What are your thoughts about the benefits of online sharing? Are there any particular social media or image sharing sites you prefer or do not prefer?
Online sharing is invaluable; it is where I have learned about photography the most, and through these platforms, I have developed some very good contacts and friends. I have always loved Flickr first and foremost, until very recently when they changed the format drastically. Flickr and Facebook are the two most productive for me in reaching an audience. I generally get all print requests, interviews and spotlights through these two platforms. I tried 500px but got bored of that site quite quickly; I didn’t like the gaming and dislike buttons. Art Limited is a fantastic site, the quality is very high and I made some new contacts there, but I felt I was turning up at a party very late and didn’t quite settle there. I have since connected with a lot of those artists on Facebook. Facebook now seems to be the easiest and most relaxed platform where almost everybody I know shares. Google + has also been very enjoyable and I intend to spend a little more time over there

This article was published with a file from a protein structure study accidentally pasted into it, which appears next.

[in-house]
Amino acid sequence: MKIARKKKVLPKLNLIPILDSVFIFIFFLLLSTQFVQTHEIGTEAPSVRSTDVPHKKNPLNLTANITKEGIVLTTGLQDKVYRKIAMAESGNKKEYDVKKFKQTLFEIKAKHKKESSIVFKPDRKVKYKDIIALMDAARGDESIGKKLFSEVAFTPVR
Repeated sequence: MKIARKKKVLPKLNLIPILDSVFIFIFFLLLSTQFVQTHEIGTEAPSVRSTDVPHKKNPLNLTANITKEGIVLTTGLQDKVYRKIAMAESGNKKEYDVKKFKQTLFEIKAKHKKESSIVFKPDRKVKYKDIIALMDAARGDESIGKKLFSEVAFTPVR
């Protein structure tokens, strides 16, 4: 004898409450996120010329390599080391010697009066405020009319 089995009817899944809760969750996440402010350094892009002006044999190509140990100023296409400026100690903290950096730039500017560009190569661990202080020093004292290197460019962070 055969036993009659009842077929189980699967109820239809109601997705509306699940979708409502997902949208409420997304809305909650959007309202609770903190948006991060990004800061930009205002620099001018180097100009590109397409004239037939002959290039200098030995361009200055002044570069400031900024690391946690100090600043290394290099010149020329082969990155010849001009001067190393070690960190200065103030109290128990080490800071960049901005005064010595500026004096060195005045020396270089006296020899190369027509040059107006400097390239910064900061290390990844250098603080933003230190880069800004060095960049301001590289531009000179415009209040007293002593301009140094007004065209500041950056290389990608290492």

What photographic cliché or common photography question, if any, irritates you the most?
One thing I do dislike is people presuming that a photograph is “just photoshopped” just because they don’t understand long exposure images, and I hear this regularly from customers in a gallery where I show my work. It is usually from people that wouldn’t have ever used photoshop and think there is some magic button that creates this effect.
If you were stranded on an island, and you could have one camera, one lens, one filter, one tripod, two books, and ten CDs, what would they be and why?